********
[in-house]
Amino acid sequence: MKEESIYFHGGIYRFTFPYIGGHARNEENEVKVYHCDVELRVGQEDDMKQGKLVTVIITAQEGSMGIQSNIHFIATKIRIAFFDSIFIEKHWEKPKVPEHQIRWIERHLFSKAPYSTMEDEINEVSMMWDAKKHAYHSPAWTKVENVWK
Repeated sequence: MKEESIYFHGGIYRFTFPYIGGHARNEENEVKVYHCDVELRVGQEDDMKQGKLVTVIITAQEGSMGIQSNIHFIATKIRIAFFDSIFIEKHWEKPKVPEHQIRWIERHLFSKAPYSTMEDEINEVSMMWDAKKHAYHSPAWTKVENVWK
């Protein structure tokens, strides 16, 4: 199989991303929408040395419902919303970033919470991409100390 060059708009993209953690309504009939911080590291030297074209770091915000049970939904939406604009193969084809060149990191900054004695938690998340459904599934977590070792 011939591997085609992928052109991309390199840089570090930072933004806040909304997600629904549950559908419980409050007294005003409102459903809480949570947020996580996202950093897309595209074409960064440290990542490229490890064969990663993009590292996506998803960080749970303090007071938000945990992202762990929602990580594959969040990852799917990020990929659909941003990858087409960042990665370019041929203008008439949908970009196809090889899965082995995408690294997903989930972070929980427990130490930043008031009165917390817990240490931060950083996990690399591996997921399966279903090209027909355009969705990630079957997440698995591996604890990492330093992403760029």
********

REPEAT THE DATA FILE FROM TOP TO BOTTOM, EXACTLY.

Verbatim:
[in-house]
Amino acid sequence: MKEESIYFHGGIYRFTFPYIGGHARNEENEVKVYHCDVELRVGQEDDMKQGKLVTVIITAQEGSMGIQSNIHFIATKIRIAFFDSIFIEKHWEKPKVPEHQIRWIERHLFSKAPYSTMEDEINEVSMMWDAKKHAYHSPAWTKVENVWK
Repeated sequence: MKEESIYFHGGIYRFTFPYIGGHARNEENEVKVYHCDVELRVGQEDDMKQGKLVTVIITAQEGSMGIQSNIHFIATKIRIAFFDSIFIEKHWEKPKVPEHQIRWIERHLFSKAPYSTMEDEINEVSMMWDAKKHAYHSPAWTKVENVWK
């Protein structure tokens, strides 16, 4: 199989991303929408040395419902919303970033919470991409100390 060059708009993209953690309504009939911080590291030297074209770091915000049970939904939406604009193969084809060149990191900054004695938690998340459904599934977590070792 011939591997085609992928052109991309390199840089570090930072933004806040909304997600629904549950559908419980409050007294005003409102459903809480949570947020996580996202950093897309595209074409960064440290990542490229490890064969990663993009590292996506998803960080749970303090007071938000945990992202762990929602990580594959969040990852799917990020990929659909941003990858087409960042990665370019041929203008008439949908970009196809090889899965082995995408690294997903989930972070929980427990130490930043008031009165917390817990240490931060950083996990690399591996997921399966279903090209027909355009969705990630079957997440698995591996604890990492330093992403760029």